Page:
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Tuesday, May 3, 2016 - 06:05

The following article on the history of the Port Elizabeth Railway Station was originally published in the October 1986 edition of Restorica, the journal of the Simon van der Stel Foundation (today the Heritage Association of South Africa). It formed part of a larger piece titled "The coming of the Railway to the Cape". Thank you to the University of Pretoria (copyright holders) for giving us permission to publish.

The aesthetic appearance and the functional lay-out of passenger stations in the longer established cities in Europe became a new challenge to architects and civil engineers alike in the last century. Passenger termini are composed essentially of two elements, firstly the platforms and railtracks in the arrival and departure hall and secondly the station entrance building, in which the booking hall, waiting rooms, baggage room, buffet, restaurant and shops are normally all situated at ground level. This is a convenient arrangement for passengers and staff, providing quick and easy movement between the platforms and the facilities in the entrance building.

The first major railway terminal in South Africa was completed in Cape Town in 1878, fifteen years after the railway to Wellington had been opened. It was designed by Mr A.W. Ackerman, architect and civil engineer, who had arrived at the Cape from England in 1875. He had left the Government Service in 1878 to start his own practice in Cape Town. The station, designed in the Victorian style of the period, served the public for more than eighty years, only being replaced in the early 1960s.


Cape Town Station 1870s (South African Railway Magazine)


In July 1871, Mr J. Bisset, civil engineer and architect, was appointed Resident Engineer of Harbour and Public Works at Port Elizabeth. He had come out from England in 1858, as one of a team of five assistant engineers under Mr W.G. Brounger, for the Cape Town to Wellington railway. He had left "The Cape Town Railway and Dock Company" in 1862 and had been in private practice in Cape Town for nine years, of which two years had been spent with "The Sea Point Tramway Company".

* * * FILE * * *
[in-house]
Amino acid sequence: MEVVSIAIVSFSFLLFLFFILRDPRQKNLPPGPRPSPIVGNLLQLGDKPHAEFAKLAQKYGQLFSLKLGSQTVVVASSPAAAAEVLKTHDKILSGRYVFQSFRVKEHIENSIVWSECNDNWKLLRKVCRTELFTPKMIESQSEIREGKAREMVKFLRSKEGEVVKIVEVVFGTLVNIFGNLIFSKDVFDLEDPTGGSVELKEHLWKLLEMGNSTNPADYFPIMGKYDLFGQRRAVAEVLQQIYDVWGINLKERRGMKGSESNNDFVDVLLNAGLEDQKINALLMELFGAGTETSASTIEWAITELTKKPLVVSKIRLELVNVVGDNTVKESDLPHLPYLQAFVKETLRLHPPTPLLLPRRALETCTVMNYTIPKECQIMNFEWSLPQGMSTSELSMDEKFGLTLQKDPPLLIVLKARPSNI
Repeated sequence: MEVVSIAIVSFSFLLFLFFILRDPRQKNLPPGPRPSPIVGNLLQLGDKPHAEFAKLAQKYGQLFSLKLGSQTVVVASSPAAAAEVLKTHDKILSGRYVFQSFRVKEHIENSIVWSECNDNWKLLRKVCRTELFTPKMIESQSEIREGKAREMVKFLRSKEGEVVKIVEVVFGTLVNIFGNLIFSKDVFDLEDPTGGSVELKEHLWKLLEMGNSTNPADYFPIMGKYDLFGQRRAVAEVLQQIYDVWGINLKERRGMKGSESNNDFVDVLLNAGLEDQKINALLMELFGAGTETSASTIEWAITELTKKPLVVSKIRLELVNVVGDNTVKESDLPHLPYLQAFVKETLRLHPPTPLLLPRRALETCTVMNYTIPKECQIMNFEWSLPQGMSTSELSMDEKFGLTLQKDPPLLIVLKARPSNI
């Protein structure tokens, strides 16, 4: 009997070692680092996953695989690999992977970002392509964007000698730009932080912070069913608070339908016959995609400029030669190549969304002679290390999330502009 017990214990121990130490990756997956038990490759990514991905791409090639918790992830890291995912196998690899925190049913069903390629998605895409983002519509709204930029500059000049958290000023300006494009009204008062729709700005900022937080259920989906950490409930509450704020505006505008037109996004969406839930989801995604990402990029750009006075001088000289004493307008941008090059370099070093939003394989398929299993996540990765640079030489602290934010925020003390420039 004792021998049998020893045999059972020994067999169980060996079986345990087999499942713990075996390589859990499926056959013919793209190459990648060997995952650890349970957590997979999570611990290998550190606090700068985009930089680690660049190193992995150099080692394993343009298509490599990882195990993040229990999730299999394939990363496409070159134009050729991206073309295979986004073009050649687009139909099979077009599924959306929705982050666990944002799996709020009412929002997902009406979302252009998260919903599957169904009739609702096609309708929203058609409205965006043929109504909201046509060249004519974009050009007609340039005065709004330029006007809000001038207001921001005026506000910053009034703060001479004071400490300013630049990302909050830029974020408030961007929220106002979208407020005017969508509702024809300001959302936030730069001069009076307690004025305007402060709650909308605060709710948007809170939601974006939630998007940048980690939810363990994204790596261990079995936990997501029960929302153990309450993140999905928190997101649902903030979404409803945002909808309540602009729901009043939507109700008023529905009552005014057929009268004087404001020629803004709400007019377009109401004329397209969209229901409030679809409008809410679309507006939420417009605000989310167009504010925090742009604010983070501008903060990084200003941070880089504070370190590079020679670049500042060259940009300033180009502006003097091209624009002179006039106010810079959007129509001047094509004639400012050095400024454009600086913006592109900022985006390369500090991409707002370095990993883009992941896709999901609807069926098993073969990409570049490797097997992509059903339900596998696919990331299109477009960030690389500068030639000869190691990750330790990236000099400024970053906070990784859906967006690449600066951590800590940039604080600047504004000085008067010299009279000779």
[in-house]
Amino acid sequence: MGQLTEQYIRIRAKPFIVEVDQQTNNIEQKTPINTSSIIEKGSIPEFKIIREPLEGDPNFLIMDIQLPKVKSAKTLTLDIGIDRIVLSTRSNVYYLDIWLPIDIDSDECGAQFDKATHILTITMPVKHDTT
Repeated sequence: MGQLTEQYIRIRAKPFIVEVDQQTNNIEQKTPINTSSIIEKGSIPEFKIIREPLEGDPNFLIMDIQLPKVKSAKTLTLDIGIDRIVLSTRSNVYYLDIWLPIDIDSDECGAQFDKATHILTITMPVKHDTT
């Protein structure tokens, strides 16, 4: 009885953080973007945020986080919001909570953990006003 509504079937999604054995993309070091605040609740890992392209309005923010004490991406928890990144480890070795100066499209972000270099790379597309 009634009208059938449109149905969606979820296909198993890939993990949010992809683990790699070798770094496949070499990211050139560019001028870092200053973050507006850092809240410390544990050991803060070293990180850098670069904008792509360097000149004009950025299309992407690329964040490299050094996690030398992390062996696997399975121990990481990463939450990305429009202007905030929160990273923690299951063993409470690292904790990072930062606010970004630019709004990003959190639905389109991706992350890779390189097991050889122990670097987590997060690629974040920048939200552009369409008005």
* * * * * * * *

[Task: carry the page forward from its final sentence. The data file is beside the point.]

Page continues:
Mr Bisset was the architect of the first passenger terminal in Jetty Street and he must have also been responsible for the goods station in North End and the railway workshops, all of which were built during his term of office in Port Eizabeth. Most of his time was devoted to the Port Elizabeth-Uitenhage Railway, being built by a private syndicate, and the Government line to Bushman's River (Aiicedale).


Original Station Jetty Street


The original station was completed in 1875. It comprises a double-storeyed building with three arched doorways which led to the booking office and other facilities and, beyond, to the platforms. The Eastern Province Herald of 24 November 1874 reported: "The right wing was fitted for the telegraph department and the left wing for offices of the accountants etc. The rooms on the upper floor were reserved for the Resident Engineer and his staff."


Opening Day